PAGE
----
Ethical hackers have released an advanced jailbreak tool that exploits a zero-day vulnerability to support the latest iOS 13.5 version.
A crew of hackers collectively calling themselves Unc0ver have masterminded a tool allowing users to jailbreak iOS 11 and later, including iOS 13.5 that went live just last week. The utility circumvents the security and software limitations built into iDevices. To deliver this full-blown functionality, the current version 5.0.1 of the tool reportedly harnesses a zero-day vulnerability in the XNU kernel tasked with managing the hardware facet of Apple’s mobile gadgets. By leveraging Unc0ver, users are able to install apps beyond the range of Apple-approved ones. Plus, it brings elevated “superuser” privileges to one’s fingertips. According to the developers, the jailbreak doesn’t affect the battery life, nor does it prevent users from enjoying Apple proprietary services or reduce the security provided by the iOS sandbox. Features like FaceTime, Apple Pay, iCloud, and iMessage will continue to work seamlessly. At the time of this publication, the Cupertino company’s engineers haven’t officially verified the tool’s code or commented on the previously unknown loophole that the hackers have allegedly exploited.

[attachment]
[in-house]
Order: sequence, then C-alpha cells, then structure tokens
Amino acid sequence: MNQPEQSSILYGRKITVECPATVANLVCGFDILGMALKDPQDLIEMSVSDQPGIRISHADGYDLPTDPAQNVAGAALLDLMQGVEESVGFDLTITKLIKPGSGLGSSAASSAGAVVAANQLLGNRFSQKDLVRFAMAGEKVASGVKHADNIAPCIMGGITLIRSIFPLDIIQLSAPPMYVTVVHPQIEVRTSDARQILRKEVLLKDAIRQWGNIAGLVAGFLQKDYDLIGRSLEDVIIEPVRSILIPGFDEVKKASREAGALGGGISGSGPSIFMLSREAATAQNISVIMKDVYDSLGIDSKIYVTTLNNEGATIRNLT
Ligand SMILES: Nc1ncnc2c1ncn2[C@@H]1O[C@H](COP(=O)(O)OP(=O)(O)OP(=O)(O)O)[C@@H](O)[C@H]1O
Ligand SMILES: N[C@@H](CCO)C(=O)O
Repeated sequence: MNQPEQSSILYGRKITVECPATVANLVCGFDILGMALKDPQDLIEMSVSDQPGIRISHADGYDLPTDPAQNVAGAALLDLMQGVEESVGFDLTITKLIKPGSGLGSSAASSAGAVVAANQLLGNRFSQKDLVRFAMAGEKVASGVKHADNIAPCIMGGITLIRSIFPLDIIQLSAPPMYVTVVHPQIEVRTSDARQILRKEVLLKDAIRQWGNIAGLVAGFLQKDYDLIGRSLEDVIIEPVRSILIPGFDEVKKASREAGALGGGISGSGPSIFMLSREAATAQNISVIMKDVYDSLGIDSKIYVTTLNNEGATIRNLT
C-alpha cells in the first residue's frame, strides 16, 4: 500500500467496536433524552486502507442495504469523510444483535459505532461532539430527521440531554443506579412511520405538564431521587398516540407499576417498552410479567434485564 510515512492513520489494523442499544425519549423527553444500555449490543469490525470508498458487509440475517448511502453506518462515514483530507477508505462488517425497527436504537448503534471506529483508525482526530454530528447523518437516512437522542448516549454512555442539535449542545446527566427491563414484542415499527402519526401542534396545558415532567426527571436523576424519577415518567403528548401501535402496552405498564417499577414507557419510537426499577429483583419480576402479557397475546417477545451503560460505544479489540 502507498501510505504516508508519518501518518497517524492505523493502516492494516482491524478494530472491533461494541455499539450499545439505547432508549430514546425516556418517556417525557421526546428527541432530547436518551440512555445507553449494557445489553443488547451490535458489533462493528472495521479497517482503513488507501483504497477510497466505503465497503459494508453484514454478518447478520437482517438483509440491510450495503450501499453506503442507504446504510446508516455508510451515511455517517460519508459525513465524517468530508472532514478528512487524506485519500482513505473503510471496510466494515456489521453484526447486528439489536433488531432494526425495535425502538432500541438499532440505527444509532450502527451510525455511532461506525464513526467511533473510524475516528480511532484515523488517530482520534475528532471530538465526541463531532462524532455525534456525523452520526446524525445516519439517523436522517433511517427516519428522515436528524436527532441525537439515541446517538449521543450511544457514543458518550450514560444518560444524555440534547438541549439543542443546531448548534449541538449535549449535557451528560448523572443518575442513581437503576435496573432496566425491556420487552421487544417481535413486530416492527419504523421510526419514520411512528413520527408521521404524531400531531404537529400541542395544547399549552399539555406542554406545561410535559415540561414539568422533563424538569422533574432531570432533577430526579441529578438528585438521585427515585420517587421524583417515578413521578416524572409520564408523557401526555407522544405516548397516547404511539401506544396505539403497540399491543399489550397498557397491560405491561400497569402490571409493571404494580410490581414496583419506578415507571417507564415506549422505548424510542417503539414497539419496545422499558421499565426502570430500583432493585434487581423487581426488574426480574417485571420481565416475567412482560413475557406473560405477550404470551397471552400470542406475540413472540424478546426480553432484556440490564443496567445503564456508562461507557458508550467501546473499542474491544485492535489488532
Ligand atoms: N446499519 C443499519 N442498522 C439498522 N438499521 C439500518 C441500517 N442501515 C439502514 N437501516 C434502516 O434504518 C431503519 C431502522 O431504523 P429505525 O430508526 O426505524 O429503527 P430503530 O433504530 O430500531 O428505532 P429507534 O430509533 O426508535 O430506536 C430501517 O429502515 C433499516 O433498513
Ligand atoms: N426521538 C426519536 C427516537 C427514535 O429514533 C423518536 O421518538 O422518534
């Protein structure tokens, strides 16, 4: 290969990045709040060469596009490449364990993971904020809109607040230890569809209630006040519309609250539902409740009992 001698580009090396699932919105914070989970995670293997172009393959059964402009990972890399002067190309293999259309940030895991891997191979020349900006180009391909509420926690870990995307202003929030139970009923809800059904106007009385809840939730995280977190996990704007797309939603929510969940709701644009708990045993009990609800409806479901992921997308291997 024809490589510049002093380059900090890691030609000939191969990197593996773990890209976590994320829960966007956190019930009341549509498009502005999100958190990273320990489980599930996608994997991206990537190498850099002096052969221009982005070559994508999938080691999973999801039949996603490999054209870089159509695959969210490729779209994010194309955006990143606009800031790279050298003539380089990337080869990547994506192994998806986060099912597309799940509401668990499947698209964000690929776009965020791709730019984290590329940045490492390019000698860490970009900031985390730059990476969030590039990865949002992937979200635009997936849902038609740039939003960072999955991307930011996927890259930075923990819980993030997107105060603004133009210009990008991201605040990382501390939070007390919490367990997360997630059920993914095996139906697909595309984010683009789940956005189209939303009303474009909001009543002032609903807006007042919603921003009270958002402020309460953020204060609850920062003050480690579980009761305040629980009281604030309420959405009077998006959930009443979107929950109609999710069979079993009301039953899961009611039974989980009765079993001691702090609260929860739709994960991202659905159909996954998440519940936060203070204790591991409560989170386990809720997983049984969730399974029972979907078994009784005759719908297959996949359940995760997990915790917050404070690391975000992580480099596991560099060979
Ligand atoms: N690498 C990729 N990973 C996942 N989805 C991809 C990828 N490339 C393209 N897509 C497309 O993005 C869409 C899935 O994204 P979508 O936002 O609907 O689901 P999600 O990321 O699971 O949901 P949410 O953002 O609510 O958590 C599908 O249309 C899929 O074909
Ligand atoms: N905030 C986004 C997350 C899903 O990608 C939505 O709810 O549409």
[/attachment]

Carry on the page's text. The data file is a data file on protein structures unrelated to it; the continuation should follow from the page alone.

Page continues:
On a side note, iOS jailbreaking isn’t prohibited under the Digital Millennium Copyright Act (DMCA). While categorized as legal, though, it could be a slippery slope. Interfering with the normal condition of the mobile operating system is likely to diminish the native defenses. Moreover, since it allows for installing uncertified software from outside of the Apple App Store, the odds of getting hit by malware disguised as something legit increase dramatically. Whereas the Unc0ver team has reassured the community about the intactness of the built-in iOS security mechanisms and no chance of personal data exposure, well-motivated cybercriminals might prove this wrong down the line.
The jailbreak tool under scrutiny has become a whole new milestone in this type of activity. Apple has been consistently pulling the plug on this phenomenon over the past years, which made the actors behind quite a few popular jailbreak-focused initiatives to call it quits. Unc0ver has presumably changed this. To apply the hack – which is free, by the way – users will need a USB cord to tether their iDevices with a macOS or Windows computer that has an additional application installed. To pull off this hack using a Linux machine, an Apple developer account is required. It’s noteworthy that this process doesn’t have to rely on an external device as long as the gadget has been jailbroken before. If done correctly, the jailbreak stays in effect after regular iOS updates and device restarts. To revert to a pre-jailbreak state, all it takes is restoring the original operating system settings.
As was the case with previous hacks of that sort, Apple will probably roll out an iOS update patching the still-undisclosed security flaw sometime soon. In the meanwhile, users should weigh up the pros and cons carefully before taking this route. No matter how sophisticated and foolproof the Unc0ver v5.0.1 tool is claimed to be, jailbreaking is potentially risky business that might entail security and privacy issues.